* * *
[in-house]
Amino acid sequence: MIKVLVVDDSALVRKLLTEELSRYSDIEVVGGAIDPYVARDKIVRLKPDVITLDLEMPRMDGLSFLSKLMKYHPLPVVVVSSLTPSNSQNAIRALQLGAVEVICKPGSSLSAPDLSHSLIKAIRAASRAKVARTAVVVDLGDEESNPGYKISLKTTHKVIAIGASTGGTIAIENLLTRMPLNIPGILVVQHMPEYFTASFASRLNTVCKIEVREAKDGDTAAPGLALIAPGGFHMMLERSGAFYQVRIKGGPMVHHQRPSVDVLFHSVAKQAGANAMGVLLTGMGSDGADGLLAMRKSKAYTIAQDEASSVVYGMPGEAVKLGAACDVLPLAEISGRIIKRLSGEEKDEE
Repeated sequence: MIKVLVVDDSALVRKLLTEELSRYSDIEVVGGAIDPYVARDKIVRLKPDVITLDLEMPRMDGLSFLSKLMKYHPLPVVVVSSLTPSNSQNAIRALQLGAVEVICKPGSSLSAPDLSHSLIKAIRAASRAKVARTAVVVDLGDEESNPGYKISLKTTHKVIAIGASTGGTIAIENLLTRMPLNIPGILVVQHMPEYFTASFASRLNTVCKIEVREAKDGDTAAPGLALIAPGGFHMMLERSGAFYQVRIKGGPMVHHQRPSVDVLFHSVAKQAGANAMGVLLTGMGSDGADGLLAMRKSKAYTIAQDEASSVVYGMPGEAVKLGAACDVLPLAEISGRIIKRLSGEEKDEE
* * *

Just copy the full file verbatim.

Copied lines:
[in-house]
Amino acid sequence: MIKVLVVDDSALVRKLLTEELSRYSDIEVVGGAIDPYVARDKIVRLKPDVITLDLEMPRMDGLSFLSKLMKYHPLPVVVVSSLTPSNSQNAIRALQLGAVEVICKPGSSLSAPDLSHSLIKAIRAASRAKVARTAVVVDLGDEESNPGYKISLKTTHKVIAIGASTGGTIAIENLLTRMPLNIPGILVVQHMPEYFTASFASRLNTVCKIEVREAKDGDTAAPGLALIAPGGFHMMLERSGAFYQVRIKGGPMVHHQRPSVDVLFHSVAKQAGANAMGVLLTGMGSDGADGLLAMRKSKAYTIAQDEASSVVYGMPGEAVKLGAACDVLPLAEISGRIIKRLSGEEKDEE
Repeated sequence: MIKVLVVDDSALVRKLLTEELSRYSDIEVVGGAIDPYVARDKIVRLKPDVITLDLEMPRMDGLSFLSKLMKYHPLPVVVVSSLTPSNSQNAIRALQLGAVEVICKPGSSLSAPDLSHSLIKAIRAASRAKVARTAVVVDLGDEESNPGYKISLKTTHKVIAIGASTGGTIAIENLLTRMPLNIPGILVVQHMPEYFTASFASRLNTVCKIEVREAKDGDTAAPGLALIAPGGFHMMLERSGAFYQVRIKGGPMVHHQRPSVDVLFHSVAKQAGANAMGVLLTGMGSDGADGLLAMRKSKAYTIAQDEASSVVYGMPGEAVKLGAACDVLPLAEISGRIIKRLSGEEKDEE